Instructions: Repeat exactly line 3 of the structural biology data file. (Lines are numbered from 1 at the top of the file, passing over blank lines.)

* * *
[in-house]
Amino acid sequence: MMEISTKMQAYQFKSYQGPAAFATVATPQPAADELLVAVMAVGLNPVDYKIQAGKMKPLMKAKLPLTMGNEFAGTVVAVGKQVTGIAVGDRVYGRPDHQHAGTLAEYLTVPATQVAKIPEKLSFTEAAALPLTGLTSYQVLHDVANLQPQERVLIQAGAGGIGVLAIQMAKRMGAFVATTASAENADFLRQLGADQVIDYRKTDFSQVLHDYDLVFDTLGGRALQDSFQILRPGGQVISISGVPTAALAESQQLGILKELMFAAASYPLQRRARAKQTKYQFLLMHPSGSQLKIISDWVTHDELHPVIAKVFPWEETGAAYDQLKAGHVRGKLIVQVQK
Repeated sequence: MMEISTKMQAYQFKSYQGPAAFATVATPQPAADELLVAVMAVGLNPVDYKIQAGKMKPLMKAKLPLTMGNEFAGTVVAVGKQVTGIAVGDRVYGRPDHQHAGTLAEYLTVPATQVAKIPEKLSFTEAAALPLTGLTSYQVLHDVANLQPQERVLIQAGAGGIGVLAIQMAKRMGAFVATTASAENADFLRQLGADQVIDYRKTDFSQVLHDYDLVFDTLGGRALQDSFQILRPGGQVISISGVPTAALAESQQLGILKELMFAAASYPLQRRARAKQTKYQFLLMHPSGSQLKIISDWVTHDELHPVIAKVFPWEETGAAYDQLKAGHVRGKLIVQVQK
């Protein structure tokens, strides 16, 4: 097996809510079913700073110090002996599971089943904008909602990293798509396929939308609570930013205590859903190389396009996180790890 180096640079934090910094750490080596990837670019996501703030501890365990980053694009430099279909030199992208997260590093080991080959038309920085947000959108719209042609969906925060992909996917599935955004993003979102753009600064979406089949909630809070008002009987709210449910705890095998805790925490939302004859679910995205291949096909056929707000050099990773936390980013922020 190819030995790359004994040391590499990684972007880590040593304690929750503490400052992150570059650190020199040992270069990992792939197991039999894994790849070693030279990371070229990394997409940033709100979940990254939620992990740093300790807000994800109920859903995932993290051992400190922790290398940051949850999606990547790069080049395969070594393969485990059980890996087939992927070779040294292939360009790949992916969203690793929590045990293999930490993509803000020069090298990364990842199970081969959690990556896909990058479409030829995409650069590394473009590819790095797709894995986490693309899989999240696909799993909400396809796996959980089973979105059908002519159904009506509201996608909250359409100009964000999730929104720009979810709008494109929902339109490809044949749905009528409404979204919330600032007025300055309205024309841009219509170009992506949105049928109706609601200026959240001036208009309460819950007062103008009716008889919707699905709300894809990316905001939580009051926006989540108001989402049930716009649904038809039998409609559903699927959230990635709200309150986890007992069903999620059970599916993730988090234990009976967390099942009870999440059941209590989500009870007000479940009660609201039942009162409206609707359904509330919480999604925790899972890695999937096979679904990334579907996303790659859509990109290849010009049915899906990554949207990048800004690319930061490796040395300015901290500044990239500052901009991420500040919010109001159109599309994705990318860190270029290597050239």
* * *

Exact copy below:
Repeated sequence: MMEISTKMQAYQFKSYQGPAAFATVATPQPAADELLVAVMAVGLNPVDYKIQAGKMKPLMKAKLPLTMGNEFAGTVVAVGKQVTGIAVGDRVYGRPDHQHAGTLAEYLTVPATQVAKIPEKLSFTEAAALPLTGLTSYQVLHDVANLQPQERVLIQAGAGGIGVLAIQMAKRMGAFVATTASAENADFLRQLGADQVIDYRKTDFSQVLHDYDLVFDTLGGRALQDSFQILRPGGQVISISGVPTAALAESQQLGILKELMFAAASYPLQRRARAKQTKYQFLLMHPSGSQLKIISDWVTHDELHPVIAKVFPWEETGAAYDQLKAGHVRGKLIVQVQK